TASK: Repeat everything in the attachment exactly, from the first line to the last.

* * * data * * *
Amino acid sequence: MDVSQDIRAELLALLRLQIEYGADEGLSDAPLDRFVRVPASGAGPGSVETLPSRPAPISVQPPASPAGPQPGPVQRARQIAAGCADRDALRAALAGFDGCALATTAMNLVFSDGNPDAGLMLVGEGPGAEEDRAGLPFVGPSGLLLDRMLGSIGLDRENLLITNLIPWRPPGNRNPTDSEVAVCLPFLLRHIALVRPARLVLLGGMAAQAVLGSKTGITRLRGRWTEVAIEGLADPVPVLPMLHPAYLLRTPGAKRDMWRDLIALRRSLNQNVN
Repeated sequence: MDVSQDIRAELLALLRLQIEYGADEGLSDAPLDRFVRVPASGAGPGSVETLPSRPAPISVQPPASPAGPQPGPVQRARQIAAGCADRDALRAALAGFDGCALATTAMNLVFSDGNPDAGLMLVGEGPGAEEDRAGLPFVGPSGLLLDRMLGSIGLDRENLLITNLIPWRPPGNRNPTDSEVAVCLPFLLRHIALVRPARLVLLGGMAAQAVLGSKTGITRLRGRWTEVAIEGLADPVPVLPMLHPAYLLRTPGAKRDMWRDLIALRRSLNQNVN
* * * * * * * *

Amino acid sequence: MDVSQDIRAELLALLRLQIEYGADEGLSDAPLDRFVRVPASGAGPGSVETLPSRPAPISVQPPASPAGPQPGPVQRARQIAAGCADRDALRAALAGFDGCALATTAMNLVFSDGNPDAGLMLVGEGPGAEEDRAGLPFVGPSGLLLDRMLGSIGLDRENLLITNLIPWRPPGNRNPTDSEVAVCLPFLLRHIALVRPARLVLLGGMAAQAVLGSKTGITRLRGRWTEVAIEGLADPVPVLPMLHPAYLLRTPGAKRDMWRDLIALRRSLNQNVN
Repeated sequence: MDVSQDIRAELLALLRLQIEYGADEGLSDAPLDRFVRVPASGAGPGSVETLPSRPAPISVQPPASPAGPQPGPVQRARQIAAGCADRDALRAALAGFDGCALATTAMNLVFSDGNPDAGLMLVGEGPGAEEDRAGLPFVGPSGLLLDRMLGSIGLDRENLLITNLIPWRPPGNRNPTDSEVAVCLPFLLRHIALVRPARLVLLGGMAAQAVLGSKTGITRLRGRWTEVAIEGLADPVPVLPMLHPAYLLRTPGAKRDMWRDLIALRRSLNQNVN